Back to Basics: Self-Ownership and Organ Donations

Ronald Bailey, over at Hit & Run, asks, “Should a person who is dying of an incurable illness be allowed to donate his organs before the disease kills him?” This strikes me as a very odd question to ask, especially given who is doing the asking. Hit & Run is the blog for Reason Magazine, a publication I have been led to believe has some libertarian bent. Yet, oddly, it seems they are still mulling over the most fundamental principle of libertarianism: self-ownership.

Once it is recognized that the fellow from the story, Gary Phebus, is a self-owner, the answer to Bailey’s initial question becomes blindingly obvious – a resounding yes. What would it mean to be a self-owner but be unable to use one’s body and its parts as one wished? Surely, any libertarian must recognize the right to commit suicide and the right to donate one’s organs after death, which is all this amounts to. Why the struggle?

But maybe what Bailey meant to ask is “should a person who is dying of an incurable illness donate his organs before the disease kills him?” Note the difference between these two questions: the former asks whether we should restrain someone by force from donating their organs, while the latter asks whether someone should choose to donate their organs.

On this question, I must part ways again with Bailey who says,

On the one hand, it is certainly wrong to take a vital organ, even if given voluntarily, from a healthy person. On the other hand, Phebus is not healthy. In any case, harvesting organs from Phebus would violate the medical ethical principle: “First, do no harm.” Phebus’ generous impulse moves me, but I fear that honoring it would create dangerous precedents.

First, I am not sure it is certainly wrong to take a vital organ, if given voluntarily, from a healthy person. What if a healthy, 60 year old grandmother has a 10 year old granddaughter who needs a new heart to survive, but the line to get a new heart is so long (thanks to government prohibition of organ markets, of course) that she has only a slim chance of surviving? Would it be certainly wrong for the doctors to take the grandmother’s donation to her ailing granddaughter? I cannot see why. Indeed, I would think that the grandmother is not only acting in a permissible manner, but in an admirable manner, and a doctor who refused to allow this would seem to be cold and cruel.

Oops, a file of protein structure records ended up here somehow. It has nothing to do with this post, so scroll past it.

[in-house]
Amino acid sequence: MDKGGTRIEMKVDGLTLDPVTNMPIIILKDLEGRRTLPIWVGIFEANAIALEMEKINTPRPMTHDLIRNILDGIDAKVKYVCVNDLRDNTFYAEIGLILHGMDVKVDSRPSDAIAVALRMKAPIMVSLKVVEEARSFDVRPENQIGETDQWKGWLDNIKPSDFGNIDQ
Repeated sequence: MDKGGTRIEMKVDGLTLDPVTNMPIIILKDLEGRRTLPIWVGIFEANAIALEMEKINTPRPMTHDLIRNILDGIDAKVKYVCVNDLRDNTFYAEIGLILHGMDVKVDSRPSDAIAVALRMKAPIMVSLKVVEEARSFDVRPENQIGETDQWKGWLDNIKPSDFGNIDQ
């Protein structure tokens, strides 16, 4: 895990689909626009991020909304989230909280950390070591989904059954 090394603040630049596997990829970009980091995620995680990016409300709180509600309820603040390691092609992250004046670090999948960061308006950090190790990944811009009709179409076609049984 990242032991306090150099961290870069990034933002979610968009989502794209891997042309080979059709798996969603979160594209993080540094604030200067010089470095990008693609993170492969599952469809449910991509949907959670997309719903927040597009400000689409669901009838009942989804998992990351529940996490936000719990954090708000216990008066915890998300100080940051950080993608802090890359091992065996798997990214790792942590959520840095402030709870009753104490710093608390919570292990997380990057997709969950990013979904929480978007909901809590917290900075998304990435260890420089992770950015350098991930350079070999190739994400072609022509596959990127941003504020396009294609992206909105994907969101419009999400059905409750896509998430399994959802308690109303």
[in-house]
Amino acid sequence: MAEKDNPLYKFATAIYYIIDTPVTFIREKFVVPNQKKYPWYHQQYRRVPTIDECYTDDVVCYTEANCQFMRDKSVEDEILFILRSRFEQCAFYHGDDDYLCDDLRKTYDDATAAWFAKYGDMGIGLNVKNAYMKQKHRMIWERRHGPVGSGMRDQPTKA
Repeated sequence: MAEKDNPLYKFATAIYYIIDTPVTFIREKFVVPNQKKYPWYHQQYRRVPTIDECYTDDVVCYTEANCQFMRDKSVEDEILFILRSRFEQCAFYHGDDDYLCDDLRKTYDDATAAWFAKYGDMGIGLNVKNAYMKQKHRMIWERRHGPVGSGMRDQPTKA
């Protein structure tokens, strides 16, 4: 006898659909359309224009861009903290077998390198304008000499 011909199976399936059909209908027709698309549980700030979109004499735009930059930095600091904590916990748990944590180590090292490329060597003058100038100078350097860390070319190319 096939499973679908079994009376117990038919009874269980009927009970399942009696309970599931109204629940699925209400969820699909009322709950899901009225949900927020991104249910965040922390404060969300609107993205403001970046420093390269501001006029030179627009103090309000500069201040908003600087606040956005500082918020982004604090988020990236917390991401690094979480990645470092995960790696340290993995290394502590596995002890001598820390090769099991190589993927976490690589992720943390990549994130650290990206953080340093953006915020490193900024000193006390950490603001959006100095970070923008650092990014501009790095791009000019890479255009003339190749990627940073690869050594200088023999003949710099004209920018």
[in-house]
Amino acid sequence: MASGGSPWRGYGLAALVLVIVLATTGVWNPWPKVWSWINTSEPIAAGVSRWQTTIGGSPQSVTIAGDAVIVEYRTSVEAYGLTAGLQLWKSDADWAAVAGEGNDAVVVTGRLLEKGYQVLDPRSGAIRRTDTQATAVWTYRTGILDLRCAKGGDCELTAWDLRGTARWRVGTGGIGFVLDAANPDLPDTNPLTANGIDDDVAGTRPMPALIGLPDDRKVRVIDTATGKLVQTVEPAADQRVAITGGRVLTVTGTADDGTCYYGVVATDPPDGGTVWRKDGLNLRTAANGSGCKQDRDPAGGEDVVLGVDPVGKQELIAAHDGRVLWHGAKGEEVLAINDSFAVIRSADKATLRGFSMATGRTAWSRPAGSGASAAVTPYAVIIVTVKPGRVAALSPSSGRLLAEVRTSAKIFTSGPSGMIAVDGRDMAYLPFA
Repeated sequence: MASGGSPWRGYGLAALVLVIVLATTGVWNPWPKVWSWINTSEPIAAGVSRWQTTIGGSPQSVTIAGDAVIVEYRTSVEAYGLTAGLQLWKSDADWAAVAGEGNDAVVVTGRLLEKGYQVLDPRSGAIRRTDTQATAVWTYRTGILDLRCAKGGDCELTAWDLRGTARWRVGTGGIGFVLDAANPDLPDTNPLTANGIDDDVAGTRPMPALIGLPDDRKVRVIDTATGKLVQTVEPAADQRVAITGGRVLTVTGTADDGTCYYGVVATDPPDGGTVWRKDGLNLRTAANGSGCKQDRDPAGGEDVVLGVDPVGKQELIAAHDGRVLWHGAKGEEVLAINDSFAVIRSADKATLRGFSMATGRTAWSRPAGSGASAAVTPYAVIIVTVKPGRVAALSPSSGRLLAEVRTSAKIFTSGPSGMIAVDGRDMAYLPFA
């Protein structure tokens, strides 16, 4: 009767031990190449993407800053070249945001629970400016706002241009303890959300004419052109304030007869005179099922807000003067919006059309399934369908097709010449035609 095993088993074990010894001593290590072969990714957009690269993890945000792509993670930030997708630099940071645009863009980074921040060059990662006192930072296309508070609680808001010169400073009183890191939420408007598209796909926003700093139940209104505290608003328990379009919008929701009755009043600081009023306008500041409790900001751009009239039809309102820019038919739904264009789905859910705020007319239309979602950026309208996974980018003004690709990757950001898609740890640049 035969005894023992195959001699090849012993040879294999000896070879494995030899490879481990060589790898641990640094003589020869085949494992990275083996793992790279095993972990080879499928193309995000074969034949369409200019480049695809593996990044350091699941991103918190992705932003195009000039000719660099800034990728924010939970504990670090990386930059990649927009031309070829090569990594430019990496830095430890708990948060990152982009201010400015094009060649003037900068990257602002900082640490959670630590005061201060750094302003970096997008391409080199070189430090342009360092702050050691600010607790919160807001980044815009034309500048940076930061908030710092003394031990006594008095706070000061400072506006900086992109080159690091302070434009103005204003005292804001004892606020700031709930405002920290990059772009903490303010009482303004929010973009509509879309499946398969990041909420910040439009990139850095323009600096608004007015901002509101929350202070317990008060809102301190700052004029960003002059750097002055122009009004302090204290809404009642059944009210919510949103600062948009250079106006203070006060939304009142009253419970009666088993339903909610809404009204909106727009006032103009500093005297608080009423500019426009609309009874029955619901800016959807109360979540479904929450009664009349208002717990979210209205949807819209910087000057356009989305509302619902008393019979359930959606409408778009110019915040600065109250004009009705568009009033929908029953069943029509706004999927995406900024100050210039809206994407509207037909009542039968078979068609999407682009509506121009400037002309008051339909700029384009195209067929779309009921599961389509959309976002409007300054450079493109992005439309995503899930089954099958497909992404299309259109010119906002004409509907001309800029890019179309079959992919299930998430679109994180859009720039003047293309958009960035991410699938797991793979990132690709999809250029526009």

But this case seems even more in favor of the donation going through given the point that Bailey himself acknowledges: the donor is not healthy. He suffers from an incurable disease that will cause him to painfully waste away for the remainder of his shortened life. This is a case where even mainstream thinkers can often justify euthanasia, yet Bailey is balking at someone throwing in that he will also donate his organs? What’s going on here? How can adding beneficence and charity to the act harm the case in favor of euthanasia?

The last two sentences seem to take a swing at answering that, with an appeal to the principle of nonmaleficence and the “dangerous precedents” involved in breaking it. I think, however, even on his own terms, this should be permissible. I do not see what harm is done by the doctors in accepting the donated organs; this seems beyond question. What Bailey is really referring to is the ethics of euthanasia, a topic far too in-depth and complex for a full treatment in this blogpost. I will make one point on this though: it does not follow that by shortening someone’s life, you do them harm. Few people believe that we should extend our life at any cost and I doubt very much that Bailey is one of them. If one can live a shorter, more virtuous and happy life, that is preferable to living a longer, more vile and miserable life. So it cannot be said that a doctor who gives his patient the ability to choose the former over the latter does him harm, indeed, it would seem that a doctor who prevents his patient from taking that course is the one who does harm.

Finally, it would seem to me that the most dangerous precedent of all that can be set in this case is to prevent Mr. Phebus from doing with his body what he pleases and thereby denying the essential right of self-ownership.